At the moment the only working approach is writing custom handlers for each FA token. Obviously, this approach doesn’t scale, so by extending the existing FA standards with deriving token balance updates from big map diff we can make life of 95% of token developers and 100% of indexer and wallet developers easier.
Let FA1.2 be generic and FA1.2s (for example) be compatible with deriving of token balance updates.


I wouldn’t call it an “assumption” in as much as a categorization… it’s a matter of UX in fine… if you’re not displaying to the user the unealized total, they are missing something, if you are, then you’re doing the calculation and all is well…

You’re right. For your particular case one would need to apply a full-fledged external view for each balance request either single or batch.
Big_map_diff actually gives us the independecy from standards, because it doesn’t matter whether it’s a transfer or multi-transfer or mint or burn - int the end we get a list of changed balances for a particular holder/token.
In addition to that it gives a huge boost since we don’t have to make extra context/db calls. But this approach doesn’t cover all the cases, I agree. [updated the post]

1 Like

Since a Michelson script is token contract specific and most likely needs to be tailored for the contracts storage structure and big_map type, can we think about it as an external view for the token contract? Token contract developers may implement dynamic balance calculation as a part of the Michelson script that extracts balance data from the big_map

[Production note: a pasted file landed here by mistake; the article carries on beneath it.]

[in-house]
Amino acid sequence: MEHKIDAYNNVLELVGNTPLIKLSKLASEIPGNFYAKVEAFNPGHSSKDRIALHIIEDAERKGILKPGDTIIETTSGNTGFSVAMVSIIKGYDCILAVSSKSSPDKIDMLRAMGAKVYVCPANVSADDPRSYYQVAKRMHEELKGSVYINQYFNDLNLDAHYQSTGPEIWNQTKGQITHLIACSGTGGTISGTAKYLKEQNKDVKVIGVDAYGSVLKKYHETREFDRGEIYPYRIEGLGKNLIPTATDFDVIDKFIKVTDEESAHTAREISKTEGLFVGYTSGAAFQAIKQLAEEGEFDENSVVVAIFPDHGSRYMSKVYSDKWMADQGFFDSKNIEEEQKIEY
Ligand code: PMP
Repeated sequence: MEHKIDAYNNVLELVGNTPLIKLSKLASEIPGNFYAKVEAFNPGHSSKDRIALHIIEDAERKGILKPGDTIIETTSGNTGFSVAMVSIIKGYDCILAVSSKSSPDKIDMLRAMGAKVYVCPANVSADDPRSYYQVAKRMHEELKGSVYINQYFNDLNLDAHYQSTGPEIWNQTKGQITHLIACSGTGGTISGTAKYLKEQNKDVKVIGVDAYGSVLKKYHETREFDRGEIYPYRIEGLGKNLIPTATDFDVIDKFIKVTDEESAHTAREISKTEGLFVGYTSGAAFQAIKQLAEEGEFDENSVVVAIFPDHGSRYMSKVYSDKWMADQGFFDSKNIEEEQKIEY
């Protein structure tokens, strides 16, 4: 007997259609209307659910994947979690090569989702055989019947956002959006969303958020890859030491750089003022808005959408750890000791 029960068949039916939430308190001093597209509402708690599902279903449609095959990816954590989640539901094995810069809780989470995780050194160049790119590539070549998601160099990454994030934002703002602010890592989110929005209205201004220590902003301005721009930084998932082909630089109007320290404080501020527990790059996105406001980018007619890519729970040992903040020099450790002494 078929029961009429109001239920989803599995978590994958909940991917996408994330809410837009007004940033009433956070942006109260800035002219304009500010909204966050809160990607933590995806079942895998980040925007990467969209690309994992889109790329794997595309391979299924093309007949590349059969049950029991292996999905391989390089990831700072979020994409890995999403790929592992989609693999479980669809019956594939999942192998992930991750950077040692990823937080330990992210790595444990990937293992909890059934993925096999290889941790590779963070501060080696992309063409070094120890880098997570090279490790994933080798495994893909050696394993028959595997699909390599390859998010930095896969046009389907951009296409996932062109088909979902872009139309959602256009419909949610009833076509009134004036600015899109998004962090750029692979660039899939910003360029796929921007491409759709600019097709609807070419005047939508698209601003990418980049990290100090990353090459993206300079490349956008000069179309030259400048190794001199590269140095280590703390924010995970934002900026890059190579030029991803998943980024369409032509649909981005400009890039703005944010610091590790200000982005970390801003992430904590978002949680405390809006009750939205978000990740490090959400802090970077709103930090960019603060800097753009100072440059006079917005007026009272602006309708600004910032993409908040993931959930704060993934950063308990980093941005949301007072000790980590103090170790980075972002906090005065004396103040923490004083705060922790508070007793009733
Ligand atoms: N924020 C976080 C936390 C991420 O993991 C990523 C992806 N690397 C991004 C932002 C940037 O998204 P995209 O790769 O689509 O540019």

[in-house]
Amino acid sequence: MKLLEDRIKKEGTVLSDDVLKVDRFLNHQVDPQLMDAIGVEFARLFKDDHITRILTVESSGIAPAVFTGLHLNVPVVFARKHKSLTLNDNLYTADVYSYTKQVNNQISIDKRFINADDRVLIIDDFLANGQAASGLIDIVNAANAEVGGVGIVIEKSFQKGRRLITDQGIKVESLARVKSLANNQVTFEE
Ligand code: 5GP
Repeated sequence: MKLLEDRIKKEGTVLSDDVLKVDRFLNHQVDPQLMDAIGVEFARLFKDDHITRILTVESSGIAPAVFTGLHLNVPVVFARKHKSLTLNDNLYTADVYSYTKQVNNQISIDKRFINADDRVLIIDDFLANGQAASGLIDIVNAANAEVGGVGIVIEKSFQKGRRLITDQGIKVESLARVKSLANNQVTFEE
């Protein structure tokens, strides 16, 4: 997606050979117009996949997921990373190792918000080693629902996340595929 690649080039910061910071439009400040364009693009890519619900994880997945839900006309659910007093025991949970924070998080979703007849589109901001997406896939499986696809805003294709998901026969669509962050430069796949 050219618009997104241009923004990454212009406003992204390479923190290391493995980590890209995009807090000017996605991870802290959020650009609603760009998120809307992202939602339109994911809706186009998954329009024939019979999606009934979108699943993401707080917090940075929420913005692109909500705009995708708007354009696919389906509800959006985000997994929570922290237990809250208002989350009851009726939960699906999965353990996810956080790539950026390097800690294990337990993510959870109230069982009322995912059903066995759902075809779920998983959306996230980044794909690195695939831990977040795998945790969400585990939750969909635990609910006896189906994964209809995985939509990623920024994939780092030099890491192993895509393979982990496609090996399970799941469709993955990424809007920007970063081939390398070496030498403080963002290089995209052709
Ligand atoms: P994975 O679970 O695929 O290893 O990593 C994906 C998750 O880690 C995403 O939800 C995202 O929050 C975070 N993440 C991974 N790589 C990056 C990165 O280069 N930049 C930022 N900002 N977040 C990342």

1 Like

Sure it is. Basically, one can consider our apporach as a special case of an external view that does not require the whole context but a contract storage + changed big map values only (big_map_diff), and it’s actually a “truly” pure function.
What am I trying to convey is the following:
Imagine a typical (simplified) indexer process that consumes one block after another and parses operation contents among other things. Let’s say he met a transfer method invocation of a known FA token. We know that by standard there are to and from fields holding altered account addresses and we should go apply an external view to that token in order to query actual balances for those accounts. But what if he met mint or burn or another method altering token balances? It’s said nothing in the standard so he’ll just skip them.
Why is it needed? In order to do this (consistent accounting)